Hospitals in Los Angeles, Kentucky and West Virginia are just the latest firms to get hit by Ransomware, a type of malware that prevents or limits users from accessing their systems until a ransom is paid. Unfortunately, this type of cyber-attack is increasing rapidly.
While many businesses don't think their small or relatively unknown companies could be targeted, the opposite is actually true. It's not a matter of if you will get hit, but when.
Recently, a local organization was struck. They were unable to restore the data from backup and was forced to pay the ransom. Luckily for them, the ransom wasn't that much and they received the data back. Thieves like to keep the ransom amount relatively low in many cases because they believe in doing so, they are more likely to get paid.
This organization engaged us to help them work through the problem and we discovered they had many gaps in their security controls, and unbeknownst to them, other malware on their system waiting to strike again. We rebuilt their entire security infrastructure and strengthened their endpoints because they were so vulnerable.
Ransomware infections are happening more and more in part because traditional antivirus software is unable to detect this malware. It operates in stealth mode and often bypasses basic security controls. It often arrives through people who browse the Web with outdated Web browsers and/or browser plugins like Java and Adobe Flash and Reader. Ransomware originators often gather personal information and use it against unsuspecting people by making an email appear from a friend or coworker, and ask for information or to click on a link, which opens the door for an attack.
So what can you do to protect your company?
- Don't just back up your critical data, make sure that the backup is working properly and that you test your data restore processes. It’s the restoring part that usually gets overlooked by many companies. So, test your entire system, make sure that your system can restore your data and then test that they data can be accessed after its restored.
- Continually train your employees on safety best practices, including hovering over links to make sure they are properly identified and to make sure they don't download any file from someone they don't know. This doesn't just pertain to desktop machines, but smartphones, tablets and any internet connected device. If your employee did win Powerball, they probably wouldn't be notified via email; nor would their inheritance be routed through a different country. This type of training should be done on a regular basis, not just annually. To determine who might be vulnerable to this type of attack, perform a phishing test as a foundation for further education.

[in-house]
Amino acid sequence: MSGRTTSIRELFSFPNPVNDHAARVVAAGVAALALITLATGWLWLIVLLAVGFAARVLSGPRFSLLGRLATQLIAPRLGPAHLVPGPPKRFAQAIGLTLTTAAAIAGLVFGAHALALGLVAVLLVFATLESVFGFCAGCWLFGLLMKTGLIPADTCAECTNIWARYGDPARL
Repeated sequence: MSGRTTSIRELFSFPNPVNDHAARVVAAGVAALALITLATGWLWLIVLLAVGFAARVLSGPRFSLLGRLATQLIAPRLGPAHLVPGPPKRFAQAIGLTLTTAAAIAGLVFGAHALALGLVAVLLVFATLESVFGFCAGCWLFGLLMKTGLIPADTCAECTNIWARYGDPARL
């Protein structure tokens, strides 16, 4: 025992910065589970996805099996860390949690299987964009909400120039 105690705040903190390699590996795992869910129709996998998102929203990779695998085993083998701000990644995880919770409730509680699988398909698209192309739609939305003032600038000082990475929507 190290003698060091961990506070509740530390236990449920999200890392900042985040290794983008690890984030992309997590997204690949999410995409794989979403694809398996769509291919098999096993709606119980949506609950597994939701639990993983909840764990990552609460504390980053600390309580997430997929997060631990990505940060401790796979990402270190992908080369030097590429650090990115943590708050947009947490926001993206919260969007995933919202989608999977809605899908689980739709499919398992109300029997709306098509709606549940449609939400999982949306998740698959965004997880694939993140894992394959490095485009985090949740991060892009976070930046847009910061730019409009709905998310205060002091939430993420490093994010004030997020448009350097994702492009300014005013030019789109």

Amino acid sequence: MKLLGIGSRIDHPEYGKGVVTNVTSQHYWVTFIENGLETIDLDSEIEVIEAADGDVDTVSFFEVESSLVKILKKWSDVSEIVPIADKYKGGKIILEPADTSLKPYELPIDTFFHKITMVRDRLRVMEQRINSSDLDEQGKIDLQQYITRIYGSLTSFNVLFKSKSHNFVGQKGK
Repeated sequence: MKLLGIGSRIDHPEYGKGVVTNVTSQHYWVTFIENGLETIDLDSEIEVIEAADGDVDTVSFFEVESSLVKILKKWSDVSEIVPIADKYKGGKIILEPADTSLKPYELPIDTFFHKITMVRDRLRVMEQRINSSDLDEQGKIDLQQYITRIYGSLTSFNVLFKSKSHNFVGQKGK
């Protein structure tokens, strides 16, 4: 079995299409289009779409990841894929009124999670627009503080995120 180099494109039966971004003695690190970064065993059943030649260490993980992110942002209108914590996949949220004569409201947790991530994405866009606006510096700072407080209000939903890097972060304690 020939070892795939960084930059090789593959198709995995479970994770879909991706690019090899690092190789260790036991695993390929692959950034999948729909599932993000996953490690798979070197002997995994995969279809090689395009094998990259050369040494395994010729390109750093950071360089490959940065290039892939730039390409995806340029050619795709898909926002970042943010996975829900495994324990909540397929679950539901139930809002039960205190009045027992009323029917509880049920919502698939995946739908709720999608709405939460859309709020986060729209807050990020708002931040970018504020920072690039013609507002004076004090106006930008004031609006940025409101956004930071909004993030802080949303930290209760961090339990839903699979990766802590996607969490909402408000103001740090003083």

- Audit your computer system and network to make sure you know and understand where your greatest vulnerabilities lie. One antivirus software product will not protect your entire infrastructure. Security today demands a layered approach with various controls.
- Because most malware comes through email that asks users to click on a link or download a file, make sure your security blanket includes products that monitor email, web sites and web traffic.
With an ever-evolving threat landscape, it’s more important than ever that companies reassess their security strategies, make sure they have an up-to-date audit of their security defenses, and have a continual plan in place to update and train employees on security best practices. No one in your company should still be using "password123" as their password, for example. Even just one instance of this password can be a conduit for widespread risk.
Do you need help identifying advanced persistent network threats and advanced evasion techniques that may be lurking within your company? We can help.